Technologically and linguistically adventurous EFL teacher, trainer, writer and manager

Teaching Lexically book cover

I’ve been reading Teaching Lexically [affiliate link] by Hugh Dellar and Andrew Walkley on and off over the last few months (off because other people borrowed it!) and finally finished it this morning. It’s a beginner’s guide to understanding the Lexical Approach and applying it to your classroom practice. The book emphasises the importance of moving away from a ‘grammar + words’ approach and integrating language practice into everything we do in the classroom, providing as much repetition as we can, and helping students to integrate old knowledge with new, rather than treating each area as ‘finished’ or ‘done’.

Teaching Lexically helped me to really understand how the Lexical Approach can work in the classroom for the first time. I found The Lexical Approach by Michael Lewis to be interesting, but largely impractical (a hallmark of all of his books, I feel!), and most of the rest of my understanding had come from Leo Selivan’s Leoxicon blog, like this post on lexical activities.

What I particularly like about the book is the way that it deals with each area of English teaching separately and thoroughly: six chapters on teaching vocabulary/ grammar/ speaking/ reading/ listening/ writing lexically, as well as one on revision activities. The layout of section B, with a principle, practising the principle, and applying the principle, is particularly clear and easy to follow, and there are worked examples throughout. It’s really made me think about how I think about language.

Generally I found the structure of Teaching Lexically very supportive, building on previous principles as you work your way through if you read it from cover to cover, or referring back to relevant sections if you just dip into it. I also like the fact that it’s grounded in practicalities, and there was nothing in the book that I looked at and thought ‘this would never work’. It also acknowledges the potential problems that a teacher might have in trying to teach using the Lexical Approach, and suggests some possible solutions.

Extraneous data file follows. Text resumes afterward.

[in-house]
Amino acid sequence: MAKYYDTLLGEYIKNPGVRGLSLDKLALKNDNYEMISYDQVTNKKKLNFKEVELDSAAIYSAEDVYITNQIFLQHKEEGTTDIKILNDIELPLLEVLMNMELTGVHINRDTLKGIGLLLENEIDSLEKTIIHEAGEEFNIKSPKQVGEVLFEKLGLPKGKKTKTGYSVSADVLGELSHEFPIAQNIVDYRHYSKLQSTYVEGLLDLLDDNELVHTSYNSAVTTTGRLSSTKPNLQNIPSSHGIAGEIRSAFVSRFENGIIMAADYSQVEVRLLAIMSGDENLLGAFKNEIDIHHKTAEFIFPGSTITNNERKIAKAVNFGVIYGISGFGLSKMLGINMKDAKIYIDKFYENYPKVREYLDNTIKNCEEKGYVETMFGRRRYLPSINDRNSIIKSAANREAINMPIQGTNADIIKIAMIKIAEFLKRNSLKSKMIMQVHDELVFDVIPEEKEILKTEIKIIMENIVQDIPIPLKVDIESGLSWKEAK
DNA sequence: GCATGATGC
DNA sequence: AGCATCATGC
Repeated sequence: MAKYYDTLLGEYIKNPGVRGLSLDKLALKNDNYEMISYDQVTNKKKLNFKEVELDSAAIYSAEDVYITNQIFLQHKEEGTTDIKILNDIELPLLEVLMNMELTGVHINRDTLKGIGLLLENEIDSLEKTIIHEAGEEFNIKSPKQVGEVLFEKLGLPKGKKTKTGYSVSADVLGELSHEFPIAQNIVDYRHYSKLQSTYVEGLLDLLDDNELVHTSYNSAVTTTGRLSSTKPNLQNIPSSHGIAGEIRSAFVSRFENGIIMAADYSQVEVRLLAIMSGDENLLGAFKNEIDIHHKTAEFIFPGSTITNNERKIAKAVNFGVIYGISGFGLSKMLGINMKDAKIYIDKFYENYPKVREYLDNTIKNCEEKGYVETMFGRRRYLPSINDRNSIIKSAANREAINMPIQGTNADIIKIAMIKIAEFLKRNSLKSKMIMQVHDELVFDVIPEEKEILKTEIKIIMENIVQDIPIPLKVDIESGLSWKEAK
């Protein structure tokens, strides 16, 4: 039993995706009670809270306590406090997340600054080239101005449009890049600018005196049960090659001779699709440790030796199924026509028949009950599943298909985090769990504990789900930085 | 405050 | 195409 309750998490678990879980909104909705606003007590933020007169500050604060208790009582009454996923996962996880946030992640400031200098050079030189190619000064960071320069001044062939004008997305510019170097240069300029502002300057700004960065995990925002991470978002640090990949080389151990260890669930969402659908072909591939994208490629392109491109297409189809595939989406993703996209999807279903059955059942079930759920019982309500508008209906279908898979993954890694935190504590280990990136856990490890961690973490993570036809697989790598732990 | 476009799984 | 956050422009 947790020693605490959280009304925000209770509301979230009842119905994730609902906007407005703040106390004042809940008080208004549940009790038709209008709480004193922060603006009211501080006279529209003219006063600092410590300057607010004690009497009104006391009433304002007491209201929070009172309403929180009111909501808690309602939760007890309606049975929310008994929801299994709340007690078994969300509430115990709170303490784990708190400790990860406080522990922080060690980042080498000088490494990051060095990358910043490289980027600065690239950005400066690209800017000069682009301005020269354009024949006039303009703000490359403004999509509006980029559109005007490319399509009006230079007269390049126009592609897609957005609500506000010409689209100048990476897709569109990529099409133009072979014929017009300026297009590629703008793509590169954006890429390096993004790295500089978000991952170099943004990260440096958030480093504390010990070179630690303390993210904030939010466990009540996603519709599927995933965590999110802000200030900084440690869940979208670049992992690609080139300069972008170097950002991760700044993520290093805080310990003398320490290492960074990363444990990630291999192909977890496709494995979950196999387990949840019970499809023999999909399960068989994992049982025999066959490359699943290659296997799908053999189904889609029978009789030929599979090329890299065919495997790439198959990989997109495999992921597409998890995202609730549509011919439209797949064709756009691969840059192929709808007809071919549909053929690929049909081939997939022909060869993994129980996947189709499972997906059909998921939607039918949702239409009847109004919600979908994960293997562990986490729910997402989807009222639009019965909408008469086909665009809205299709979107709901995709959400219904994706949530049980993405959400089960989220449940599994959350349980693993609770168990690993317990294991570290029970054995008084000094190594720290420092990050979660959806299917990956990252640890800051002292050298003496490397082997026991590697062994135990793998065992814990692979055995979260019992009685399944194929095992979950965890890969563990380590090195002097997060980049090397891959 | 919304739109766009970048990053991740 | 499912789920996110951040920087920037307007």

I feel like this is a book I will refer to again and again. Thanks for writing it Hugh and Andrew!

Comments on: "Teaching Lexically: Principles and Practice (a review)" (1)

  1. geoffjordan said:

    Your review largely ignores Part 1 of the book. You neither describe nor review the authors’ “Principles of how people learn languages”, or “Principles of why people learn languages”, or their “Lexical view of language”.

    You say the layout of section B, with its “principle, practising the principle, and applying the principle” format is particularly clear and easy to follow, but you don’t tell your readers what the principles are. Let me remind you. The 6 “principles” of language learning amount to a 6 stage description of the process learners go through in order to learn “any item of language”. No explanation of what an “item” refers to is given, and no comment is made on the logical implication of Step 4, which is that all language learning involves conscious attention. Doesn’t this contradict what you yourself say about the importance of implicit learning?

    And didn’t their description of language as “grammar + words” misrepresent the views of those, including you yourself, who see the value of pedagogical grammars and of types of grammar practice which the authors dismiss? Did you think the following claim was a fair characterisation of the view of language taken by pedagogical grammarians like Swan and Parrott? “If words are to fit in the slots provided by grammar, it follows that learning lists of single words is all that is required”.

    Like

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